Goodluck Jonathan (People’s Democratic Party)
The incumbent president, Jonathan inherited office after the death of his 2007 running mate, former President Yar’Adua. He has never been elected to office in his own right.
A Christian member of the Ijaw ethnic group from the Niger Delta, Jonathan holds a PhD in Zoology and worked as an environmental protection officer and lecturer before entering politics in 1998 as deputy governor of his home state. He rose to the position of governor with the impeachment of his predecessor, and was hand-picked to run on the People's Democratic Party ticket by former president Obasanjo.
Critical to Jonathan’s campaign has been his commitment to end conflict in the Niger Delta – although he introduced an amnesty to the region with some success, the Independence Day bombings last year in Abuja marred his efforts at peace.
Nuhu Ribadu (Action Congress of Nigeria)
A young and relatively inexperienced Northerner, Ribadu is the former Head of the Nigerian Economic and Financial Crimes Commission and has been responsible for the issuing of thousands of indictments, a role which earned him the World Bank's 2008 Jit Gill Memorial Award for Outstanding Public Service.
A Senior Fellow at the University of Oxford, Ribadu returned from a period of self-imposed exile last year after charges of impropriety against him for failing to declare his assets were dropped.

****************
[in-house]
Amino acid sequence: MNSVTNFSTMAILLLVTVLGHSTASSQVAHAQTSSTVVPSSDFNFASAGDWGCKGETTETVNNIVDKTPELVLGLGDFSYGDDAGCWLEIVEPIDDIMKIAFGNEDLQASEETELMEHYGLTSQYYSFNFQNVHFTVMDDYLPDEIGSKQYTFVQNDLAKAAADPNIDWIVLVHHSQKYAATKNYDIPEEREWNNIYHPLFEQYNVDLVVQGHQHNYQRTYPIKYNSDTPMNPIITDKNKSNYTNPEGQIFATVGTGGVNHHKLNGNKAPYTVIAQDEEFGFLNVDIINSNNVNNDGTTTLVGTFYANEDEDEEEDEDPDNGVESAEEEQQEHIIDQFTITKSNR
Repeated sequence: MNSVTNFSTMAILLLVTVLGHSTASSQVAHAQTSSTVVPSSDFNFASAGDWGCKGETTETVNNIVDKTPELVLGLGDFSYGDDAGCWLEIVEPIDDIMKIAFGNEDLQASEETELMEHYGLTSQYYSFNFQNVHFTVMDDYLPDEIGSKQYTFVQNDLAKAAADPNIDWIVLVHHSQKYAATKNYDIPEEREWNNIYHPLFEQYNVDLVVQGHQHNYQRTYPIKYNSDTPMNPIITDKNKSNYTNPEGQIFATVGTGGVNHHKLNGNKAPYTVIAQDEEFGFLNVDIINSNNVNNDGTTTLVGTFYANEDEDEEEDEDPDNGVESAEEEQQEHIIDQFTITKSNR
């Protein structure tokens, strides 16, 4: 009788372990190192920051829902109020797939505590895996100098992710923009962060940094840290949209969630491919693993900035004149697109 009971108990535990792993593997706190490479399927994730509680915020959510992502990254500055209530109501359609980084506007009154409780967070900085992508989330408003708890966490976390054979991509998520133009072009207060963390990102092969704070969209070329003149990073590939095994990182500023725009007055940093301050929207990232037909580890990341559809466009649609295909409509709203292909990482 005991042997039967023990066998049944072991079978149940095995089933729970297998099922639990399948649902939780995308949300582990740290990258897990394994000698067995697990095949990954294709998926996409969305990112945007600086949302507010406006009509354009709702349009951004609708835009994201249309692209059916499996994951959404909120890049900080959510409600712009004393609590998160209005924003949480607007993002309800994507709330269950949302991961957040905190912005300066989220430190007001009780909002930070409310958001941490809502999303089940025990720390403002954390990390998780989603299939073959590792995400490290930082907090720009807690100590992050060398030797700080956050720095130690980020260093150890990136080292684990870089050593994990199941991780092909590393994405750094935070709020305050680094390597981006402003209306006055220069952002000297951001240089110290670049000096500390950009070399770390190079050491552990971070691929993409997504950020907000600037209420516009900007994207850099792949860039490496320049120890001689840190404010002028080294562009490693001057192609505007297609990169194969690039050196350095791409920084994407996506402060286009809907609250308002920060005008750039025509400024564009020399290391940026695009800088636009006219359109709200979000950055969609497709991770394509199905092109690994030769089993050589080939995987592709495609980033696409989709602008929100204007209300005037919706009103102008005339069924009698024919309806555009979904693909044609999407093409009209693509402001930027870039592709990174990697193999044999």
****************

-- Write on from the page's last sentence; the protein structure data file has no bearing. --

He is viewed as a strong candidate in the southwest of the country.
Gen. Muhammadu Buhari (Congress for Progressive Change)
A former military Head of State, Buhari ruled Nigeria between 1983 and 1985 after overthrowing the government of Shehu Shegari as a key member in a military coup.
Throughout his administration, Bhuari declared a "War on Indiscipline", and is hailed as having restored a considerable degree of public order despite the authoritarian tendencies of his rule. He was removed from power in a coup led by Gen. Ibrahim Babangida, and has since run numerous times for election – he was defeated in the 2003 elections won by Olusegun Obasanjo and the 2006 elections by Umaru Yar'Adua.
A Muslim Fulani, Buhari was voted the candidate for the Congress for Progressive Change at the 2011 election by "universal acclaim", and has considerable support in the northwest.
Ibrahim Shekarau (All Nigeria Peoples Party)
Born in the region of Kano, Shekarau progressed up through the Ministry of Education following careers as a civil servant and a maths teacher, later becoming the governor of his home state.
He has since delivered on a pledge to implement Sharia Law in the area, and in 2004 he became notorious for refusing to sanction polio vaccinations in Kano.
Shekarau has received plaudits for the peace that has sustained in Kano during his tenure as governor.